Three-time Olympic gold medalist Rowdy Gaines said the cure to the drowning epidemic in the United States is simple.
“It’s swimming lessons,” he said, standing poolside Wednesday afternoon at the Skyview YMCA in North Las Vegas.
Gaines presented a $7,000 grant on behalf of Step Into Swim to local swim programs to help fund water safety initiatives for kids.
Step Into Swim is the philanthropic arm of the Pool and Hot Tub Alliance. Gaines is the vice president of partnerships and development for the alliance and helps raise money that goes toward providing free swim lessons to children.
“We really want to get it out there to those underserved communities where the drowning rates are the highest,” Gaines said.
‘You cannot take your eyes off your child’
As he spoke about water safety and the importance of funding swim lessons, several swimmers did laps behind him in the indoor pool.
Gaines said drowning is the leading cause of death in children ages 4 or younger and the second-leading cause of death in children ages 5 to 14. In about 80 percent of child drownings, a parent is present, he said.
After the 1984 Olympics, Gaines lived in Las Vegas for two years and coached a local swim team. He said awareness about water safety is especially important in Southern Nevada because of the many pools in the area, as well as Lake Mead.
“You cannot take your eyes off your child when they’re swimming,” Gaines said. “Doesn’t matter whether there’s a lifeguard or not.”
Swimming lessons imperative
YMCA of Southern Nevada partners with Step Into Swim and Paragon Pools of Las Vegas to provide free swimming lessons to children at its four locations in the valley.
Brianna Barber, an executive director with the YMCA, said the check presented Wednesday will go toward the Y’s safety around water program. It includes swim lessons designed specifically for drowning prevention and a train-to-work program that prepares young adults to become lifeguards and swim lesson instructors.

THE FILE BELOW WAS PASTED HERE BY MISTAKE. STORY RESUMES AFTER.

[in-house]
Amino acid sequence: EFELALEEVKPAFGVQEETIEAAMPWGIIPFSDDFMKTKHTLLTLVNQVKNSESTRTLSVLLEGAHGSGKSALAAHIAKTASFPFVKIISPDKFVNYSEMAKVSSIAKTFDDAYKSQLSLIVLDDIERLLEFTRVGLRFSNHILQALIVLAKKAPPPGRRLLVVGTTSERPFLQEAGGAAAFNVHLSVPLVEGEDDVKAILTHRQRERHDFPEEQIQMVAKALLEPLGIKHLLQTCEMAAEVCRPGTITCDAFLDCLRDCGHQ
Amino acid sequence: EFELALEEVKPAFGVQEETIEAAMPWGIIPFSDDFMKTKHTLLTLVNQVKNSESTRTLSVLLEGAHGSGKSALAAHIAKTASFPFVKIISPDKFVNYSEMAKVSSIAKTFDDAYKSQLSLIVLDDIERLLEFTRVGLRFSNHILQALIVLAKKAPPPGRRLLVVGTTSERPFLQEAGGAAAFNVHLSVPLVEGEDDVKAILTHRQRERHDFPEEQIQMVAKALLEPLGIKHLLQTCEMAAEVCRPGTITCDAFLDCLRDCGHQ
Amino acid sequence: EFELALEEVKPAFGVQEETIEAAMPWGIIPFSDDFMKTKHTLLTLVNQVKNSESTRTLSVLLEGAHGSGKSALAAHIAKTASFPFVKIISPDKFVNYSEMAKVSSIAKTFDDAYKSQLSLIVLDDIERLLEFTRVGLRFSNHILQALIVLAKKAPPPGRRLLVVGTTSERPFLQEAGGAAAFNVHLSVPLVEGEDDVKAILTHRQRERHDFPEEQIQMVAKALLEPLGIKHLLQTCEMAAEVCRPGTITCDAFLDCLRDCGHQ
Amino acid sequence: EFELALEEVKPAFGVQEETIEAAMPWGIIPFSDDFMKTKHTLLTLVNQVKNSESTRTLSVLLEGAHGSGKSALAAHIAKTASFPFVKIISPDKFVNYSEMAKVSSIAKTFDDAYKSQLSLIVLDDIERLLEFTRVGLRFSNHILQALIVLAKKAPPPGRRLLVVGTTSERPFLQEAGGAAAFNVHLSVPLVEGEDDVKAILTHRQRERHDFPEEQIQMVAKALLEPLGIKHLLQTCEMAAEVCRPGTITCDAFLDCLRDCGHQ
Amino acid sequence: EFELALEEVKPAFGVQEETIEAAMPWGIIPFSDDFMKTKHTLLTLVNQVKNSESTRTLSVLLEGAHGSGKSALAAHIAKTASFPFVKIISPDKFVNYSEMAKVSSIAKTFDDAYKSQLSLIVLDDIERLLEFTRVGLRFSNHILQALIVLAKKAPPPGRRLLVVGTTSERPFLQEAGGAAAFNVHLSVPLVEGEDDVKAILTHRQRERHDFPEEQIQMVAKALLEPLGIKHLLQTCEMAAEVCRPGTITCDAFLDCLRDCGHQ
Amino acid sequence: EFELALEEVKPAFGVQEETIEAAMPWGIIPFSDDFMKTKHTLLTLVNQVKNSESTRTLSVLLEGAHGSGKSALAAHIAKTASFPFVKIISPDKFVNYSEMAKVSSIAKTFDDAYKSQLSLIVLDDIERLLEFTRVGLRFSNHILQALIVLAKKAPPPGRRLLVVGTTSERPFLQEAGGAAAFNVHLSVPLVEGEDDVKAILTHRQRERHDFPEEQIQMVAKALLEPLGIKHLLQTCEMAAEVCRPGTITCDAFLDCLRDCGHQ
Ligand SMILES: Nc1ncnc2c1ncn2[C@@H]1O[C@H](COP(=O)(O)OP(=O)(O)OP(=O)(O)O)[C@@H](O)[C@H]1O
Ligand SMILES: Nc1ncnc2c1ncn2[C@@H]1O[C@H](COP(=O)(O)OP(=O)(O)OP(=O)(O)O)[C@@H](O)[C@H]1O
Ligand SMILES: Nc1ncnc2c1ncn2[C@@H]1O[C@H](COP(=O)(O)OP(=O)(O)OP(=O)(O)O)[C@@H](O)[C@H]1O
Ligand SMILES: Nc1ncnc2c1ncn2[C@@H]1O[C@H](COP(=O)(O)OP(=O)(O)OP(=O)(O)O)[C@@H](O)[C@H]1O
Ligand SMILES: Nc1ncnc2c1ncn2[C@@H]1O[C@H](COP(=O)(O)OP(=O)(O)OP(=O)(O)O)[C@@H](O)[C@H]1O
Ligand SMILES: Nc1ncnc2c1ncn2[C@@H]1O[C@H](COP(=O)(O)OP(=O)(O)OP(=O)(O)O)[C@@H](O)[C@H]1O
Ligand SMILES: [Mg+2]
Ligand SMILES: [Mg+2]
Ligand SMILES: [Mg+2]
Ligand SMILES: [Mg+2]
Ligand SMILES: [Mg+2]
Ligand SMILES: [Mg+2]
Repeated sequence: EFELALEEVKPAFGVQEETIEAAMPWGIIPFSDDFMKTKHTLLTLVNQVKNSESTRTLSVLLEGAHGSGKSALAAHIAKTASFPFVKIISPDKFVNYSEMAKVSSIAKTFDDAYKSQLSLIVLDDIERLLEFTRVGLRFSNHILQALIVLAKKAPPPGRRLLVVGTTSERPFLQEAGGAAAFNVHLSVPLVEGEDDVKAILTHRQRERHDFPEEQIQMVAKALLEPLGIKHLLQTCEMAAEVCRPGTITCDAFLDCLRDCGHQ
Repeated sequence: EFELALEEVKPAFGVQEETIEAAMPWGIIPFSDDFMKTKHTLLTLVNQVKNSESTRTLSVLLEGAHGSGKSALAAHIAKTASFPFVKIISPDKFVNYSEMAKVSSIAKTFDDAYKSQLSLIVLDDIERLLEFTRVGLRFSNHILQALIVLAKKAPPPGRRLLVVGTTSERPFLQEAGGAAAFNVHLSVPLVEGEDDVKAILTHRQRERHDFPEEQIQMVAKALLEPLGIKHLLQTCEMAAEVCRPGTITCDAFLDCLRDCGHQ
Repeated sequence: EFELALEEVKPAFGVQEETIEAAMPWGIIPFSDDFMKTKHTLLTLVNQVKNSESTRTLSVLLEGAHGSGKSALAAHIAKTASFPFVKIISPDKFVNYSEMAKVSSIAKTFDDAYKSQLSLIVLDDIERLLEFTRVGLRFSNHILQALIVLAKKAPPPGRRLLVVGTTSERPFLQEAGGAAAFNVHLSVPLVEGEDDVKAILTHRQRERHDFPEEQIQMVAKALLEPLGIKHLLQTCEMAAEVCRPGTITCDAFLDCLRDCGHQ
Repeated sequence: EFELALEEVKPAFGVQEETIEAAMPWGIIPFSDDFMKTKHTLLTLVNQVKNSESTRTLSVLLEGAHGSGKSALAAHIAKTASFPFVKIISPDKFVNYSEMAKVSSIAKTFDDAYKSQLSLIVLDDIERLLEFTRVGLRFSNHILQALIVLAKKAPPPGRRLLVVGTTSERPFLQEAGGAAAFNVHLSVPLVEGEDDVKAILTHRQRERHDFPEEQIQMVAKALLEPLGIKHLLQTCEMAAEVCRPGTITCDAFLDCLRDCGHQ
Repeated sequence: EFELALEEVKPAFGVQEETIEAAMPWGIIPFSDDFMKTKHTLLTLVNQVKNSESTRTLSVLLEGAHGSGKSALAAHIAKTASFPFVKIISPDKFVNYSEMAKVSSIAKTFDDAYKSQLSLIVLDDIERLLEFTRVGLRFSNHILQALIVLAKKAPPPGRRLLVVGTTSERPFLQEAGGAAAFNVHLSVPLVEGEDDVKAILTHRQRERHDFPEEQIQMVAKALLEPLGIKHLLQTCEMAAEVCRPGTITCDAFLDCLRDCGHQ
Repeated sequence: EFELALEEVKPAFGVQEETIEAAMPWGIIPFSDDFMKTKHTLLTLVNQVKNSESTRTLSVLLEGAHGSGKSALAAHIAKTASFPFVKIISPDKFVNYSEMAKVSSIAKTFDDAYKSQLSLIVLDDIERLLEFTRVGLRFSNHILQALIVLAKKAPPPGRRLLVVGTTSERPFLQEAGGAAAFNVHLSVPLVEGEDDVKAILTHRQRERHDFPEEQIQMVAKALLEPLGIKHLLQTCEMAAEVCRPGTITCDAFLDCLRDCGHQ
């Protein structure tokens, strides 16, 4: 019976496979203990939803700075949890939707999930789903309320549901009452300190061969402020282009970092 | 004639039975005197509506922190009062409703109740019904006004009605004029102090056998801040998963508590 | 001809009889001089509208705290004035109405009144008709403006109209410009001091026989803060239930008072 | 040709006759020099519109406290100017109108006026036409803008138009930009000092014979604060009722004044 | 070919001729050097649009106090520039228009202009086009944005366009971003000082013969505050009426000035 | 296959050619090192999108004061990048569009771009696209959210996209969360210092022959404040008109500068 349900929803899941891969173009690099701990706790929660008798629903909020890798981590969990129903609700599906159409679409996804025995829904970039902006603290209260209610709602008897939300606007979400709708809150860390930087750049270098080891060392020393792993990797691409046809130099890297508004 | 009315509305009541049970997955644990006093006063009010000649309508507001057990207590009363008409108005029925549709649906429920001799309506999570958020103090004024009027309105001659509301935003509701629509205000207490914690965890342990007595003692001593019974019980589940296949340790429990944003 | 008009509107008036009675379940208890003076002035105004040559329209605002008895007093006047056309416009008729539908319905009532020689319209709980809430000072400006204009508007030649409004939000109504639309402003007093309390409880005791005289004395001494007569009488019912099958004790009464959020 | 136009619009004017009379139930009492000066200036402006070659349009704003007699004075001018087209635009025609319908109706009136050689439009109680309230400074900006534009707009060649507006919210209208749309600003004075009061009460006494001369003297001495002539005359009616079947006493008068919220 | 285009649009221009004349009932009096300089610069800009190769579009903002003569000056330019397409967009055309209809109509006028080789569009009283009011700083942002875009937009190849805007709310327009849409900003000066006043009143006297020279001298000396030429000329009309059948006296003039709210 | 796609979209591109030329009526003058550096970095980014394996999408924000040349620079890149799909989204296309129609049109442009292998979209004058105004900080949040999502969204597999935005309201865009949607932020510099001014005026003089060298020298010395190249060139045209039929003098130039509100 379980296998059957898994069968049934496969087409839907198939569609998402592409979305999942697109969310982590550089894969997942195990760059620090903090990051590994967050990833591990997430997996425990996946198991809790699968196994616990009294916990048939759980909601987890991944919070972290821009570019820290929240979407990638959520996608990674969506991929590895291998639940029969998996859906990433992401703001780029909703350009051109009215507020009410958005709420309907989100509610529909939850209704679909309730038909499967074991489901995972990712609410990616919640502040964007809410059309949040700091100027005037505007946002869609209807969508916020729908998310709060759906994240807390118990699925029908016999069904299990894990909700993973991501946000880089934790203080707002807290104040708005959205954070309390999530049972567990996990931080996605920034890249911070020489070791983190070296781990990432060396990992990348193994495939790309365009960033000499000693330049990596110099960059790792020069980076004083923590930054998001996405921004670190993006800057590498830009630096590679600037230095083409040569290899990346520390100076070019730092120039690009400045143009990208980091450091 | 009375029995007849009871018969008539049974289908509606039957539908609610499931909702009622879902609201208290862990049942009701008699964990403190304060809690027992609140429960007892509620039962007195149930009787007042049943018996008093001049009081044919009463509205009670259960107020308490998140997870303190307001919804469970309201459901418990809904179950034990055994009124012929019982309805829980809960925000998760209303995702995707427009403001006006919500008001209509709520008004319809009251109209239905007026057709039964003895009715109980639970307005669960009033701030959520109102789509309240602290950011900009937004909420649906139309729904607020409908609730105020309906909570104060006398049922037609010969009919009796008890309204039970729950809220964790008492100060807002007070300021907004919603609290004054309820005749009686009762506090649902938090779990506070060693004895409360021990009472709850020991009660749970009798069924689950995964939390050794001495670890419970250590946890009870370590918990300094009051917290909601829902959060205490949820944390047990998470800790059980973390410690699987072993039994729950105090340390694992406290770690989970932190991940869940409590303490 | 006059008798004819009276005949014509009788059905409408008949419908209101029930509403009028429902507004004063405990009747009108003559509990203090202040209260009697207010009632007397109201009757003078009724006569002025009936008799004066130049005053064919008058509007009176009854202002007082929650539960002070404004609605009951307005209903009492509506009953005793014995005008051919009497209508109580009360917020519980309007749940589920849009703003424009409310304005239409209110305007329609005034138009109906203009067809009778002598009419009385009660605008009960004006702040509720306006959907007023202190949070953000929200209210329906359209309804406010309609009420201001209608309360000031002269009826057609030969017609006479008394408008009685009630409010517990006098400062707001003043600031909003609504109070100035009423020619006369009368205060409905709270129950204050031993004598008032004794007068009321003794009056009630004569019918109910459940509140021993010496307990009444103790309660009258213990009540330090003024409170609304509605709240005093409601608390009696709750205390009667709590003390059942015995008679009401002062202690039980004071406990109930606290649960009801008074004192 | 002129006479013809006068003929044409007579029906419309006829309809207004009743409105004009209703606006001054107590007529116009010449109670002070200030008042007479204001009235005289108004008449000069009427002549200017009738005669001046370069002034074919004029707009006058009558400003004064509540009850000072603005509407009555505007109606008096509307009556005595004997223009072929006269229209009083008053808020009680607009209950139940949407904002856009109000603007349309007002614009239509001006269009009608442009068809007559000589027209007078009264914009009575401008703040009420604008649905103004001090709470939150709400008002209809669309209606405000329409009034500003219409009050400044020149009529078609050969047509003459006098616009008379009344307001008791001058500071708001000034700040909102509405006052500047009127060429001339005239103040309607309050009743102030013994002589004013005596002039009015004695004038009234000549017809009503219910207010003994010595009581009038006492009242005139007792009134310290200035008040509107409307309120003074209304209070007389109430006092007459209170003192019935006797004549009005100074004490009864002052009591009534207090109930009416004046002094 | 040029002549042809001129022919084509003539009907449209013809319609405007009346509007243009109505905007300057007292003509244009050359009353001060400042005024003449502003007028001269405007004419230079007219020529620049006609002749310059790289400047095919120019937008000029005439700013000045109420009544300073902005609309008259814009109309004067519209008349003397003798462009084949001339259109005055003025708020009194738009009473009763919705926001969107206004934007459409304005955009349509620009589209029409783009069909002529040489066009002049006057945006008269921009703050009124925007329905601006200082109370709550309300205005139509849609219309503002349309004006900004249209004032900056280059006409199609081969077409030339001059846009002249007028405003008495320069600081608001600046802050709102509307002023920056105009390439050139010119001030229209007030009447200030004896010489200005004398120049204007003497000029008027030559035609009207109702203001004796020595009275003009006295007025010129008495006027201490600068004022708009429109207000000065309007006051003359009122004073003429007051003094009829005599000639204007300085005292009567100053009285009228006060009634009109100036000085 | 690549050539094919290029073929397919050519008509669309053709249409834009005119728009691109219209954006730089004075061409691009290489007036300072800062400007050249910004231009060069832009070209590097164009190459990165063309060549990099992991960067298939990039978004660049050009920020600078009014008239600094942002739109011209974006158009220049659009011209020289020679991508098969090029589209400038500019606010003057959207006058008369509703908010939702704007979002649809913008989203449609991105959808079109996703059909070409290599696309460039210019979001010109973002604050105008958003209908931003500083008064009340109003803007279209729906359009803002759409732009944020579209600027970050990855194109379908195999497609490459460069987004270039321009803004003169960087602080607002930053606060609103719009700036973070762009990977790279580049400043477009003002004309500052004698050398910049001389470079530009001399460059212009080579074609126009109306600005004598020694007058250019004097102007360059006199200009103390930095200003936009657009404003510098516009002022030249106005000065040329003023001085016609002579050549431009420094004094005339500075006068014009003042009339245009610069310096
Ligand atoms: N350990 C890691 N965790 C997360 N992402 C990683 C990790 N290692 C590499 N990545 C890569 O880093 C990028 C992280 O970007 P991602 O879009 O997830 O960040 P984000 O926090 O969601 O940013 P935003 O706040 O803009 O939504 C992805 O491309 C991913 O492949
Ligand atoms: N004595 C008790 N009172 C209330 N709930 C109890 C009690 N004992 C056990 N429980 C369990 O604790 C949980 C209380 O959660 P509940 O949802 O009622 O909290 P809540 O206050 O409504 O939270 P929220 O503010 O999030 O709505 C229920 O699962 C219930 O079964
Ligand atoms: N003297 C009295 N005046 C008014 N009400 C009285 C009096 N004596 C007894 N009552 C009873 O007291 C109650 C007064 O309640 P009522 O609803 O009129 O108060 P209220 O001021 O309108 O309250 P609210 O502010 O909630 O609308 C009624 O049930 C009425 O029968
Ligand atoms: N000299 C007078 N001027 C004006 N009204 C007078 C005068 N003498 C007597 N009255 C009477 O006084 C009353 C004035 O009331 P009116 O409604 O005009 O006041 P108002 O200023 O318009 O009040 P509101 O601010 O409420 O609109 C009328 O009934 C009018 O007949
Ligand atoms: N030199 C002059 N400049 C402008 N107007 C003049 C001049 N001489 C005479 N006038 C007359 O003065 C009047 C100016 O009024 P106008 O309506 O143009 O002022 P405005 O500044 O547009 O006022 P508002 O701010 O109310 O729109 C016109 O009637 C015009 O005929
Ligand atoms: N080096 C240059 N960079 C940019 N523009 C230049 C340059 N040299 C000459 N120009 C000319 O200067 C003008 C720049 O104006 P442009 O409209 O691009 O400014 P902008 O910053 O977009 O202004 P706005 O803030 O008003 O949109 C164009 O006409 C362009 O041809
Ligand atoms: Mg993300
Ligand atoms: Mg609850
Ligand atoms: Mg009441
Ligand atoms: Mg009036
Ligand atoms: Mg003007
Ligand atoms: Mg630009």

“Learning how to swim is a life-saving skill that everyone should have the ability to do,” Barber said.
The YMCA of Southern Nevada serves about 1,300 swimmers annually in all of its swim lesson programs. In 2022, about 200 kids went through the safety around water program.
Tiffany Aumann’s 5-year-old daughter, Ava, has participated twice in the Y’s safety-around-water swimming lesson program.
“Now more than ever even if your child is going to summer camp or maybe over to a friend’s house there’s pools everywhere, especially here in Southern Nevada,” Aumann said. “So just have that comfort of, OK, even if they do go to a pool, I know that they know the basic skills.”
Taylor Cherry, a senior at Western High School, completed the program to prepare her for the lifeguard certification test. She now works at the Heinrich YMCA in Las Vegas.
It helped her become a better swimmer, and she also learned important skills such as CPR, Cherry said.
“If you’re an indoors person, I recommend doing it because it’ll get you out of the house and you’ll meet a lot of great people,” she said.
Starting in February, the YMCA will offer a swim lesson program for children with special needs. For more information, visit lasvegasymca.org.